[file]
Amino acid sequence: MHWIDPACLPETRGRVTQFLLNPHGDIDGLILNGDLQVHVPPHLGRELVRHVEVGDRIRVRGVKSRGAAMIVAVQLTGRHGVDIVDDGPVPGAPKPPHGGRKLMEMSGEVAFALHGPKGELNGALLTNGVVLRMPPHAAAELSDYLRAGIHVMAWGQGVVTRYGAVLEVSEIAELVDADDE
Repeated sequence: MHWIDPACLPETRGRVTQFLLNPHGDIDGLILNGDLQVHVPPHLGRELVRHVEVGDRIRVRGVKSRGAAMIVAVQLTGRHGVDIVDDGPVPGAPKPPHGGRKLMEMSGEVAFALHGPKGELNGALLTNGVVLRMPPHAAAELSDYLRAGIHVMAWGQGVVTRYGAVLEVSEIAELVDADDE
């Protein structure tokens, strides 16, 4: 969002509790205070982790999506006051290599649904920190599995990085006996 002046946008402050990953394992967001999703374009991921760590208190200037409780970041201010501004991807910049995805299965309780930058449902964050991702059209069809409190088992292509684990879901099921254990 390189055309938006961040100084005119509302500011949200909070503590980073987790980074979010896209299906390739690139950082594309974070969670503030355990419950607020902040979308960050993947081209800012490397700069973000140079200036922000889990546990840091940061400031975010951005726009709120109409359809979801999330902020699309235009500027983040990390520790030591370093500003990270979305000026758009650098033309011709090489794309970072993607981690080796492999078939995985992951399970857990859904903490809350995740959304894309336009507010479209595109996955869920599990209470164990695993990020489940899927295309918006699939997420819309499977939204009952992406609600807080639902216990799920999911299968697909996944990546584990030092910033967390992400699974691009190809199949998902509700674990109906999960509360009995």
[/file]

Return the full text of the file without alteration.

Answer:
Amino acid sequence: MHWIDPACLPETRGRVTQFLLNPHGDIDGLILNGDLQVHVPPHLGRELVRHVEVGDRIRVRGVKSRGAAMIVAVQLTGRHGVDIVDDGPVPGAPKPPHGGRKLMEMSGEVAFALHGPKGELNGALLTNGVVLRMPPHAAAELSDYLRAGIHVMAWGQGVVTRYGAVLEVSEIAELVDADDE
Repeated sequence: MHWIDPACLPETRGRVTQFLLNPHGDIDGLILNGDLQVHVPPHLGRELVRHVEVGDRIRVRGVKSRGAAMIVAVQLTGRHGVDIVDDGPVPGAPKPPHGGRKLMEMSGEVAFALHGPKGELNGALLTNGVVLRMPPHAAAELSDYLRAGIHVMAWGQGVVTRYGAVLEVSEIAELVDADDE
């Protein structure tokens, strides 16, 4: 969002509790205070982790999506006051290599649904920190599995990085006996 002046946008402050990953394992967001999703374009991921760590208190200037409780970041201010501004991807910049995805299965309780930058449902964050991702059209069809409190088992292509684990879901099921254990 390189055309938006961040100084005119509302500011949200909070503590980073987790980074979010896209299906390739690139950082594309974070969670503030355990419950607020902040979308960050993947081209800012490397700069973000140079200036922000889990546990840091940061400031975010951005726009709120109409359809979801999330902020699309235009500027983040990390520790030591370093500003990270979305000026758009650098033309011709090489794309970072993607981690080796492999078939995985992951399970857990859904903490809350995740959304894309336009507010479209595109996955869920599990209470164990695993990020489940899927295309918006699939997420819309499977939204009952992406609600807080639902216990799920999911299968697909996944990546584990030092910033967390992400699974691009190809199949998902509700674990109906999960509360009995």